Your guide to refrigerators and humidity drawers

Your guide to refrigerators and humidity drawers

When it comes to properly utilising a fridge to stock fresh produce, most people know that low temperatures help to keep food fresh for longer, but this guide to refrigerators and humidity drawers explains how humidity also plays a vital role in extending the life of some of your fresh fruits and vegetables.

In your fridge you may find that you have a humidity drawer that regulates the amount of humidity your produce receives. Humidity drawers keep your fruit and vegetables in particular, fresher for longer, preventing wastage, saving you money and the effort required to replace any affected produce, but it is important to know how best to use them, in order to maximise product quality for as long as possible.

 

What are humidity drawers?

Designated fruit and vegetable drawers are designed to maintain a higher humidity than the rest of the refrigerator. There is a constant cycle of air circulation inside the fridge, with warm air rising and cold air sinking, but these ‘humidity drawers’ work by restricting or allowing air exchange between the drawer and the rest of the fridge, thereby controlling the moisture level within.

Generally speaking, humidity drawers should be adjustable between some kind of low and high setting, which basically opens or closes a window in the drawer. Having this window completely open results in a low humidity environment, whilst having it completely closed will increase the humidity within.

What to store where?

The general rule of thumb is to put any fruit or vegetables that have a tendency to rot, in a separate drawer with a low-humidity setting. This is because they emit an ethylene gas, so increasing the air-flow to the drawer gives the gas a chance to escape, keeping everything from rotting prematurely.

Your leafy greens, such as salad, spinach and herbs are all low-ethylene producers and will benefit from being put into a high-humidity drawer (where the air-flow is restricted). This will mean that any water vapour (moisture) will remain within the drawer, keeping the greens crisper and fresher for longer.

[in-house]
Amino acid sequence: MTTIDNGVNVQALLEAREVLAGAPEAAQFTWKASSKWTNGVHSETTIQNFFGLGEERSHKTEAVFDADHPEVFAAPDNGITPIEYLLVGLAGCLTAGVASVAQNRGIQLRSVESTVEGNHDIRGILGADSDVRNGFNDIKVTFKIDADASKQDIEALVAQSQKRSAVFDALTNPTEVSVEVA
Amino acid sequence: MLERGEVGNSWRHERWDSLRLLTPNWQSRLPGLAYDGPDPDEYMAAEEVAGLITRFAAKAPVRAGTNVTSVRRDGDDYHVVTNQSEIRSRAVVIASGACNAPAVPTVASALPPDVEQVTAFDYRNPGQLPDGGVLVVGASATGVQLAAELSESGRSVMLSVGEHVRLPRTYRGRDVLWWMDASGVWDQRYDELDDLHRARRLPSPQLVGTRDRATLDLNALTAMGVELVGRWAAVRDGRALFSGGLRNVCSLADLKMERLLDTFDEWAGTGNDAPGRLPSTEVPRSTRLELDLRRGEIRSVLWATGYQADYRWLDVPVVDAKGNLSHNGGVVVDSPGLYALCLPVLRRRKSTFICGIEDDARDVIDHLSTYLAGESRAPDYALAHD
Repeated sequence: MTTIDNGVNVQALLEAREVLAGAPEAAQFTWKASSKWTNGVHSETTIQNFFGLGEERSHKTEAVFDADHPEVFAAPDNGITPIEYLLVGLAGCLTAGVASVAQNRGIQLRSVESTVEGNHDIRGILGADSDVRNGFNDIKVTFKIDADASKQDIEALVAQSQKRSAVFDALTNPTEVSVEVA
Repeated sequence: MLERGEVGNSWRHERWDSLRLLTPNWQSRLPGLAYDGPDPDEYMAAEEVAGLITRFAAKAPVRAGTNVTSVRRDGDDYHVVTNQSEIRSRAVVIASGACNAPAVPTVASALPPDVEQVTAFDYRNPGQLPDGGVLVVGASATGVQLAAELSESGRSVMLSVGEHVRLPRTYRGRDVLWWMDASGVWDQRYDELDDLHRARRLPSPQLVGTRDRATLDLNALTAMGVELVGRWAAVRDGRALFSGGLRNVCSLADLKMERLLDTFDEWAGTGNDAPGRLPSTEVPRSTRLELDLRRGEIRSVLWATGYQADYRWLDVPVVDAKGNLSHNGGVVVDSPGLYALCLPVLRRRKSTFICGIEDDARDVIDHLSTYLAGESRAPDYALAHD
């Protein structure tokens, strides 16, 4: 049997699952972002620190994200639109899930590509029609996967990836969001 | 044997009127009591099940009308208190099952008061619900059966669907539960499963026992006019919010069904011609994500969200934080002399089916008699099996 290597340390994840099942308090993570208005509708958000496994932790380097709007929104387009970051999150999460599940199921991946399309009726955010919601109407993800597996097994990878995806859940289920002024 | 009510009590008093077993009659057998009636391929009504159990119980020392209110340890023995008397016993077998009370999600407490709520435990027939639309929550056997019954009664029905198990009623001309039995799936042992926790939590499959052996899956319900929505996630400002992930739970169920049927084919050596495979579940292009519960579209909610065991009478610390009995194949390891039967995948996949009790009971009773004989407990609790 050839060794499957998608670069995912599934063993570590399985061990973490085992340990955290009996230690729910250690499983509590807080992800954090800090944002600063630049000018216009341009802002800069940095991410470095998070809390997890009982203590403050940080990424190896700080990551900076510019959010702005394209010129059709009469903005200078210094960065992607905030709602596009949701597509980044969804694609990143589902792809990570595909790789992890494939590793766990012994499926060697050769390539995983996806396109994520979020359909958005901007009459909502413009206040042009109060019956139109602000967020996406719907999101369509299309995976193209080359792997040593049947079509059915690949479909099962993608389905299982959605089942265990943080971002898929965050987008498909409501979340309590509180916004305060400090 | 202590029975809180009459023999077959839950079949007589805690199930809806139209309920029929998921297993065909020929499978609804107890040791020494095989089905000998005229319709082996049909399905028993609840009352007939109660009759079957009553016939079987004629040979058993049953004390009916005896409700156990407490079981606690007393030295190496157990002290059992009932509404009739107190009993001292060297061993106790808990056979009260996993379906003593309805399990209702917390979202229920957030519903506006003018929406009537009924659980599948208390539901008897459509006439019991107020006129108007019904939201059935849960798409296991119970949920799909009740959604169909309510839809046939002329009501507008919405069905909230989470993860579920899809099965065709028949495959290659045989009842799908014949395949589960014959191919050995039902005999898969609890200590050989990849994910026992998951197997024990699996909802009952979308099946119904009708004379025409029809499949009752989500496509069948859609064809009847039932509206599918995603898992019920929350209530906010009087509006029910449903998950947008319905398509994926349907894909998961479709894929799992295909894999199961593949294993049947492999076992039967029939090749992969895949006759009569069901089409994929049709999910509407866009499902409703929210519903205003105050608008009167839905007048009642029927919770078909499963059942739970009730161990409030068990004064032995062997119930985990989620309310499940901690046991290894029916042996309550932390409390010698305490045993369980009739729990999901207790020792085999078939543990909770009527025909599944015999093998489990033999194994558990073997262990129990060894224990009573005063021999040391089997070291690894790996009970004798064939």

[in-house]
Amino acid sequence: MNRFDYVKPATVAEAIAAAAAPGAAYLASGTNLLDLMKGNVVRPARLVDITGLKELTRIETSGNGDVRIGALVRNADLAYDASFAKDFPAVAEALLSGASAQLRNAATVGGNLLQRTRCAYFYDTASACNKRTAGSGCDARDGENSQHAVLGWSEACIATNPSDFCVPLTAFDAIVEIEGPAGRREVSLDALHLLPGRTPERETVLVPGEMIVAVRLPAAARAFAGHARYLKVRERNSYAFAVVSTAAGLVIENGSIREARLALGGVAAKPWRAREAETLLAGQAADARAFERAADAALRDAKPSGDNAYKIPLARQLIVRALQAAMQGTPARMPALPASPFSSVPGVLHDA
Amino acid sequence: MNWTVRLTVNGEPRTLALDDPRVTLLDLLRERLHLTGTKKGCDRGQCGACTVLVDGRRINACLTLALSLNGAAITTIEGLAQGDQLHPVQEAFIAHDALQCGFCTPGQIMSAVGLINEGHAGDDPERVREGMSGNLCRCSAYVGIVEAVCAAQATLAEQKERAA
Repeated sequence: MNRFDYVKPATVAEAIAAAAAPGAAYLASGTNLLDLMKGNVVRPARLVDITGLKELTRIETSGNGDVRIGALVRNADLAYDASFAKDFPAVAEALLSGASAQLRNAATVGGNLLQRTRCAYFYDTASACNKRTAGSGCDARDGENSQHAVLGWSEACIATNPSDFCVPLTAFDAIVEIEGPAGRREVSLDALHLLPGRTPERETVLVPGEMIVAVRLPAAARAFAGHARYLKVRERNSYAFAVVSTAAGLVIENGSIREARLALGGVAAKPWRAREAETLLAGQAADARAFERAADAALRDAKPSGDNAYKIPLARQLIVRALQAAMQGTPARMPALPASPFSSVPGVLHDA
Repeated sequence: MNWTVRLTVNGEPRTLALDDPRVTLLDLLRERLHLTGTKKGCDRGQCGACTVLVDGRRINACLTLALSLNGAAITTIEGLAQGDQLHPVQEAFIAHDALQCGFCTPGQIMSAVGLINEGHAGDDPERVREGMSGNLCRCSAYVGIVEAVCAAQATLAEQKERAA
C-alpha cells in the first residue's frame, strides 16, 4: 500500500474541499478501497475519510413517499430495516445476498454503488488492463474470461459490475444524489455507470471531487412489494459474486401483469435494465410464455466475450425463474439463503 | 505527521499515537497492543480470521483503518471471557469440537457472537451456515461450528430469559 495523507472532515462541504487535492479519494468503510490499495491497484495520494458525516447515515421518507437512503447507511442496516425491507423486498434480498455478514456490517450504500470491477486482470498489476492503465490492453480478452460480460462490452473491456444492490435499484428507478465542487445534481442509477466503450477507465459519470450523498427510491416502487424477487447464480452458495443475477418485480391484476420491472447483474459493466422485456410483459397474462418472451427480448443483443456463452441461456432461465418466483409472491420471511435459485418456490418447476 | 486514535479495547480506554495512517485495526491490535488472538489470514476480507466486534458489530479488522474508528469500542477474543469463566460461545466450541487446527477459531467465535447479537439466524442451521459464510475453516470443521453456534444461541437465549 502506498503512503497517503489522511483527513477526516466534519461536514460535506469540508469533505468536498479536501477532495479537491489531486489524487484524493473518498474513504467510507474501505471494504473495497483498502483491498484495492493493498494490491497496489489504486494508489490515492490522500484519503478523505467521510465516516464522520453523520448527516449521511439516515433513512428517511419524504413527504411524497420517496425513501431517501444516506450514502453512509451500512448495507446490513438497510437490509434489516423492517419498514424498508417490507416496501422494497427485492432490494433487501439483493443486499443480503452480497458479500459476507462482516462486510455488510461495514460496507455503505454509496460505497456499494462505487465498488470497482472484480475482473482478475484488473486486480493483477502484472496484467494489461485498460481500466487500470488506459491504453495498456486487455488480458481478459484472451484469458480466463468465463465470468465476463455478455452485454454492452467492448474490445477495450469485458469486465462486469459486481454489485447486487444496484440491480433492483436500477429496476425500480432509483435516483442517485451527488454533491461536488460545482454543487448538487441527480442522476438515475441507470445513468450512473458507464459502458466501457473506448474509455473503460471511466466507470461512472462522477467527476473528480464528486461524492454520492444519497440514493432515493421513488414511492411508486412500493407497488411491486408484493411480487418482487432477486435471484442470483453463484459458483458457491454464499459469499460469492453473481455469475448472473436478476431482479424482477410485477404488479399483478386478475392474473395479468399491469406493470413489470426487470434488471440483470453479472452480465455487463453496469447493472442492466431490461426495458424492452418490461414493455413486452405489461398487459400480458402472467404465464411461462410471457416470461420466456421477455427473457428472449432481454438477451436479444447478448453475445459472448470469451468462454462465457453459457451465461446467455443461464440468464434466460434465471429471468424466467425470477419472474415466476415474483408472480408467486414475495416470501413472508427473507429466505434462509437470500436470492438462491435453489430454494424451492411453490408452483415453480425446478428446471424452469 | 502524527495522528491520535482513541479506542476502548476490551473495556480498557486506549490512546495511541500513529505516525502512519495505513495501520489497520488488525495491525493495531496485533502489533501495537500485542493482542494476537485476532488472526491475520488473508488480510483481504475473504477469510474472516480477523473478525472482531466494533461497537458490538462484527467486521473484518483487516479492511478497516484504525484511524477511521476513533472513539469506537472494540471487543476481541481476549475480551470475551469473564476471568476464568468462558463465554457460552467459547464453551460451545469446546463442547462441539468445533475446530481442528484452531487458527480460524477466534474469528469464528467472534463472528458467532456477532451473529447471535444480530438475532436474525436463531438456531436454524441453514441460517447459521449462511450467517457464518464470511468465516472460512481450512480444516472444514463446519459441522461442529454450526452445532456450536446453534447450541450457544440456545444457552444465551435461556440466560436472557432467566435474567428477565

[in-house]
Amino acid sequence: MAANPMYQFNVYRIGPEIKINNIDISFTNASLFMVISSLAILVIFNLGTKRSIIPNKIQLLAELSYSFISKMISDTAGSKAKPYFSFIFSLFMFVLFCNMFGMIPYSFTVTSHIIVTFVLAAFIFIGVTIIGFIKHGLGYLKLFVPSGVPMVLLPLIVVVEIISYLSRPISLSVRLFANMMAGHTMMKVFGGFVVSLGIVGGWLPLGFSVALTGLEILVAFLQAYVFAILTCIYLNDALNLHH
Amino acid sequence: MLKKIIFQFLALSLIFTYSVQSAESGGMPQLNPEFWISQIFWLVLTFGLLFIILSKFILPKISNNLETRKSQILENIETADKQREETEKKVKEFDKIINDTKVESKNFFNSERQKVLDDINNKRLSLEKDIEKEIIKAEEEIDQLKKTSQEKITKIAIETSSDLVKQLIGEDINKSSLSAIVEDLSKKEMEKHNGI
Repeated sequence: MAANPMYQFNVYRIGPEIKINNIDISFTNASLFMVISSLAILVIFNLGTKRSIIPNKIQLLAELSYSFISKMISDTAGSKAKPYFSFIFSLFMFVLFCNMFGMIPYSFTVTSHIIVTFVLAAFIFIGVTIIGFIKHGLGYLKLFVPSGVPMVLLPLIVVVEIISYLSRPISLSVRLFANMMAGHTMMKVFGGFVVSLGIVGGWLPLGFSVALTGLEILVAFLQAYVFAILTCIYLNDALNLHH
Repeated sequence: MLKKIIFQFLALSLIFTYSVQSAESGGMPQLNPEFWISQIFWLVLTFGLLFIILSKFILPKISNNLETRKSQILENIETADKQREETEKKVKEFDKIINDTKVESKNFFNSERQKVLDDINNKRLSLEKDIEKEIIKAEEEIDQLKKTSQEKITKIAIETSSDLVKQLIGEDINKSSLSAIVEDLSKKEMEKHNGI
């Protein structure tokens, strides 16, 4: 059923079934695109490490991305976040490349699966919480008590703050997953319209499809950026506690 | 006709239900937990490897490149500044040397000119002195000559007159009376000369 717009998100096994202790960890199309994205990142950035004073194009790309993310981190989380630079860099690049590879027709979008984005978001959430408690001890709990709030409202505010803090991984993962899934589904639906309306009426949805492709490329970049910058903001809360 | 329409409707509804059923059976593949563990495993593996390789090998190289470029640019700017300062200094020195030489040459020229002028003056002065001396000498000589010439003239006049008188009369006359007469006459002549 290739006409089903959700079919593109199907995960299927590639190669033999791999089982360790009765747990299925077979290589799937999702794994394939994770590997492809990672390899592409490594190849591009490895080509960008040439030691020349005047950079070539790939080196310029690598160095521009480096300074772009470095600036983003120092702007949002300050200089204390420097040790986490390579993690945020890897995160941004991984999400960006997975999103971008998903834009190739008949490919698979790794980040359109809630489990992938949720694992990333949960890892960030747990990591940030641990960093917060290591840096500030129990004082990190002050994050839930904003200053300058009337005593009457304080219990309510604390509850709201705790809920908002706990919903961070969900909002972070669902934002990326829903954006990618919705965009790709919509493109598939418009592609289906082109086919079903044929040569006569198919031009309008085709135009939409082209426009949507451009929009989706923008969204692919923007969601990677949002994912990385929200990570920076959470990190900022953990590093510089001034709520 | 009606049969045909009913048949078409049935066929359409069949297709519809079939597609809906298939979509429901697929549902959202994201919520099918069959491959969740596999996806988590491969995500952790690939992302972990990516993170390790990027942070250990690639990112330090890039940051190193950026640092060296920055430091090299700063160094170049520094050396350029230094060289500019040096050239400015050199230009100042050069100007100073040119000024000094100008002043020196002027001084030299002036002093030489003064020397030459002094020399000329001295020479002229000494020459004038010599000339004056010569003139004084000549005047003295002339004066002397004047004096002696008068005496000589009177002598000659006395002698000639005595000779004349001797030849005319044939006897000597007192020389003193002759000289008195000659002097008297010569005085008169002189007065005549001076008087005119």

Healthy Lettuce Salad

*feature image (top) courtesy of Fisher & Paykel


Knowing which fruit and vegetables produce ethylene and understanding humidity settings, will help you properly store your fruits and veggies and extend their shelf lives, so here’s our handy guide:

High-humidity drawer

  • Leafy greens (such as lettuces, spinach, chard, watercress and kale)
  • Broccoli, cabbage, sprouts, green beans and cauliflower
  • Fresh Herbs (such as parsley, dill and coriander)
  • Carrots
  • Peppers (Capsicum)
  • Cucumber
  • Any produce sensitive to moisture loss
  • Any produce sensitive to ethylene gas

Low-humidity drawer

  • Apples and Pears
  • Produce not sensitive to moisture loss
  • High-ethylene gas producers
  • Stone fruits (apricots, nectarines, peaches, plums)
  • Tropical fruit (such as mango, kiwi, papaya, figs and melon)

Understanding humidity settings and knowing which items produce ethylene (or are sensitive to it), will help you to store your fruits and vegetables in the best possible way and extend their shelf life in the process.

 


N2013 Temperature and Humidity Data Logger

Humidity Measurement

Comark offers a range of devices that are suitable for use in humidity measurement applications, in both domestic and professional environments.

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